This is how a single CDN user took down the internet
A single configuration change by a CDN client has caused many of the most important sites on the World Wide Web to go down. It just shows how a single bug can turn into something big enough to destroy most of the internet. Kind of like the butterfly effect we see in movies and TV shows on time travel. Fortunately, things were sorted out quickly as some people couldn’t even access Amazon and other big sites.
The incident took place on June 8, in the morning. This was apparently caused by a single CDN user who simply changed their network settings. According to CDN provider Fastly, where the bug was generated, a simple request from a customer triggered a bug that brought down many websites. Quickly published an article explaining what happened.
Nick Rockwell, senior vice president of engineering and infrastructure at Fastly, explained that a software update last month introduced a new bug to their platform.
So when a customer reconfigured their internet connection, the bug surfaced and everything turned to what we saw on June 8th. Nick said that “a customer pushed a valid configuration change that included the specific circumstances that triggered the bug, which caused 85% of our network to return.”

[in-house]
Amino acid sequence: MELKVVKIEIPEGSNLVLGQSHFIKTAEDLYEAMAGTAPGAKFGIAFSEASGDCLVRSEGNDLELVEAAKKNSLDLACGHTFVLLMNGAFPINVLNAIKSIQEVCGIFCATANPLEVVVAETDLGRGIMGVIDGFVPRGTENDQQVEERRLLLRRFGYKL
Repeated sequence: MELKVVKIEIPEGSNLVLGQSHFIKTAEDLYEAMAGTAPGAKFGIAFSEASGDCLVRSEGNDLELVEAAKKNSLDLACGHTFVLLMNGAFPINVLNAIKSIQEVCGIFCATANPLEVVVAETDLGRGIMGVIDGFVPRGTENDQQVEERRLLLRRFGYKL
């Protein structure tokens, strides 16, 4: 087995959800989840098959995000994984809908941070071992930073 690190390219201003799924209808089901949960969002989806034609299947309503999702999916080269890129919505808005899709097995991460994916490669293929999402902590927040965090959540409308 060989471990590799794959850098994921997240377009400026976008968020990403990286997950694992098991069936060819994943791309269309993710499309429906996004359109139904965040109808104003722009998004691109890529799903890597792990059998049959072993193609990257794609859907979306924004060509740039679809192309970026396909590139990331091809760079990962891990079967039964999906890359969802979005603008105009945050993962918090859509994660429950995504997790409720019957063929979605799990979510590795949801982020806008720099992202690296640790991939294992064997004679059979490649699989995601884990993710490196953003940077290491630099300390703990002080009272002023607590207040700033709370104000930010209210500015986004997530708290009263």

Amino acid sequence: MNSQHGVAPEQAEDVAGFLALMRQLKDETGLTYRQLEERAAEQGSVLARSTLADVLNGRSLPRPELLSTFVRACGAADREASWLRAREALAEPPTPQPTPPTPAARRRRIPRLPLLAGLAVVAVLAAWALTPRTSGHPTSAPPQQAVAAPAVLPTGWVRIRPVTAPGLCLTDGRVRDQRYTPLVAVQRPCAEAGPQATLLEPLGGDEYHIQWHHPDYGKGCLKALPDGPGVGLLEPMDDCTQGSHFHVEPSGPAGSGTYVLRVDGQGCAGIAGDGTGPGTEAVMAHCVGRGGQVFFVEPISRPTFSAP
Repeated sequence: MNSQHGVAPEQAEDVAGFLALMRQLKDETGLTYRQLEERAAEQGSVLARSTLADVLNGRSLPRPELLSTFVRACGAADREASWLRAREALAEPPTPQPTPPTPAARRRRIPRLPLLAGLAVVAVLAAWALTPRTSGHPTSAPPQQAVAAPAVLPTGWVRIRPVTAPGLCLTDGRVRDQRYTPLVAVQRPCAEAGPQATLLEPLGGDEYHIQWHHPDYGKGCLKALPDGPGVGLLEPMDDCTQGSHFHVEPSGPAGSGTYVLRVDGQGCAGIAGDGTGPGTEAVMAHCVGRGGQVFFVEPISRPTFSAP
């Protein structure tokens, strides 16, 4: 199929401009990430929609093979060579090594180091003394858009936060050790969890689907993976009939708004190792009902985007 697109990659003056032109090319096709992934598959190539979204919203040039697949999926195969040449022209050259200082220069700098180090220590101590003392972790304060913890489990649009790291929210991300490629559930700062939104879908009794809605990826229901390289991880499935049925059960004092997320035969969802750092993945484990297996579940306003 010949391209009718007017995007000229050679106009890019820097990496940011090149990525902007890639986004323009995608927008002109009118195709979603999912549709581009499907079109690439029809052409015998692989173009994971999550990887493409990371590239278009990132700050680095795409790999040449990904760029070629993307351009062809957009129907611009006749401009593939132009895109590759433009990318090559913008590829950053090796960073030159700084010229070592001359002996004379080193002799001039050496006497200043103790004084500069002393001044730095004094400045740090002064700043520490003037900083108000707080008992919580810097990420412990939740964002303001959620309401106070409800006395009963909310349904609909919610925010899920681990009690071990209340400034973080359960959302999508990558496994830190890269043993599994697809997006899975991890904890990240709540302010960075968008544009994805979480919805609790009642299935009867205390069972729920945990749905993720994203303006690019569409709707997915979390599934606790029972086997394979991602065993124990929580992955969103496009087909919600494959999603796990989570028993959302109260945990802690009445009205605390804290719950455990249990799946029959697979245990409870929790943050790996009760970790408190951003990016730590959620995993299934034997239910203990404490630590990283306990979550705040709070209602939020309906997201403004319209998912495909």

It only took a minute for the company to realize what had happened and they immediately started working on a fix. After resolving the issue, 95% of affected websites were back online within 49 minutes of downtime. You might have seen something called Cloudfare set up on some websites. Well, these are the same as Fastly, a CDN provider. Content Delivery Networks or CDNs help improve website performance and deliver content to users faster and more efficiently.
It’s not even the first time that a CDN has failed as even Discord went down last year when Cloudfare ran into trouble. Fastly is working on deploying a fix for the bug as soon as possible. They will also make sure that something like this does not happen again. But let’s be honest, bugs are as common as it looks when it comes to code.